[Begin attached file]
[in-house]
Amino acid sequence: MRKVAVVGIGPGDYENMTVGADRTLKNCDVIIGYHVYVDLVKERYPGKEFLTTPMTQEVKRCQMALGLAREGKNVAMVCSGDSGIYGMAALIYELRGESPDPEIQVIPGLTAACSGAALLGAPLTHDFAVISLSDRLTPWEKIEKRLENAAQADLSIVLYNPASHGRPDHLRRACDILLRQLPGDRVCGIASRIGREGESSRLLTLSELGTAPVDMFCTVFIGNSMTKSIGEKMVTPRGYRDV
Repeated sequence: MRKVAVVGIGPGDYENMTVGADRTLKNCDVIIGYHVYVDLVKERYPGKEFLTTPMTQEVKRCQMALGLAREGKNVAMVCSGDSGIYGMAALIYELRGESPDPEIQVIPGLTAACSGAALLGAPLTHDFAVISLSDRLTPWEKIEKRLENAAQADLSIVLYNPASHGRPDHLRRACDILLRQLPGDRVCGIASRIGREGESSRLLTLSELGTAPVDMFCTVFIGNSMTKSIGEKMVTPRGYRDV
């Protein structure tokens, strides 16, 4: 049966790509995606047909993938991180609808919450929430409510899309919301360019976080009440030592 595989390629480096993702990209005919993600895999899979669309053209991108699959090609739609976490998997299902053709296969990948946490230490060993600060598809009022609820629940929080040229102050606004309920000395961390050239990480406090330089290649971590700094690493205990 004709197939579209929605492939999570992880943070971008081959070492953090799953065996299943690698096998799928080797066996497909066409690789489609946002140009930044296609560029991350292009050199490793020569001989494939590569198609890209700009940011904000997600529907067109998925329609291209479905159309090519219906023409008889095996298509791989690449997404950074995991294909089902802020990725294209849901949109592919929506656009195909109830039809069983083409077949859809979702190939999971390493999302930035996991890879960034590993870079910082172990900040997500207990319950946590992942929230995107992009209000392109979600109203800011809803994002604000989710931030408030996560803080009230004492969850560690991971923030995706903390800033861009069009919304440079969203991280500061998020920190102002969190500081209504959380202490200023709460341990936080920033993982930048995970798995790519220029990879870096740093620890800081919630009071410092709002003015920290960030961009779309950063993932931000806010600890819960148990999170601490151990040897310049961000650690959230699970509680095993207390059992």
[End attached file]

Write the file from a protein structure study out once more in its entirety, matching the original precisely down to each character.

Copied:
[in-house]
Amino acid sequence: MRKVAVVGIGPGDYENMTVGADRTLKNCDVIIGYHVYVDLVKERYPGKEFLTTPMTQEVKRCQMALGLAREGKNVAMVCSGDSGIYGMAALIYELRGESPDPEIQVIPGLTAACSGAALLGAPLTHDFAVISLSDRLTPWEKIEKRLENAAQADLSIVLYNPASHGRPDHLRRACDILLRQLPGDRVCGIASRIGREGESSRLLTLSELGTAPVDMFCTVFIGNSMTKSIGEKMVTPRGYRDV
Repeated sequence: MRKVAVVGIGPGDYENMTVGADRTLKNCDVIIGYHVYVDLVKERYPGKEFLTTPMTQEVKRCQMALGLAREGKNVAMVCSGDSGIYGMAALIYELRGESPDPEIQVIPGLTAACSGAALLGAPLTHDFAVISLSDRLTPWEKIEKRLENAAQADLSIVLYNPASHGRPDHLRRACDILLRQLPGDRVCGIASRIGREGESSRLLTLSELGTAPVDMFCTVFIGNSMTKSIGEKMVTPRGYRDV
């Protein structure tokens, strides 16, 4: 049966790509995606047909993938991180609808919450929430409510899309919301360019976080009440030592 595989390629480096993702990209005919993600895999899979669309053209991108699959090609739609976490998997299902053709296969990948946490230490060993600060598809009022609820629940929080040229102050606004309920000395961390050239990480406090330089290649971590700094690493205990 004709197939579209929605492939999570992880943070971008081959070492953090799953065996299943690698096998799928080797066996497909066409690789489609946002140009930044296609560029991350292009050199490793020569001989494939590569198609890209700009940011904000997600529907067109998925329609291209479905159309090519219906023409008889095996298509791989690449997404950074995991294909089902802020990725294209849901949109592919929506656009195909109830039809069983083409077949859809979702190939999971390493999302930035996991890879960034590993870079910082172990900040997500207990319950946590992942929230995107992009209000392109979600109203800011809803994002604000989710931030408030996560803080009230004492969850560690991971923030995706903390800033861009069009919304440079969203991280500061998020920190102002969190500081209504959380202490200023709460341990936080920033993982930048995970798995790519220029990879870096740093620890800081919630009071410092709002003015920290960030961009779309950063993932931000806010600890819960148990999170601490151990040897310049961000650690959230699970509680095993207390059992």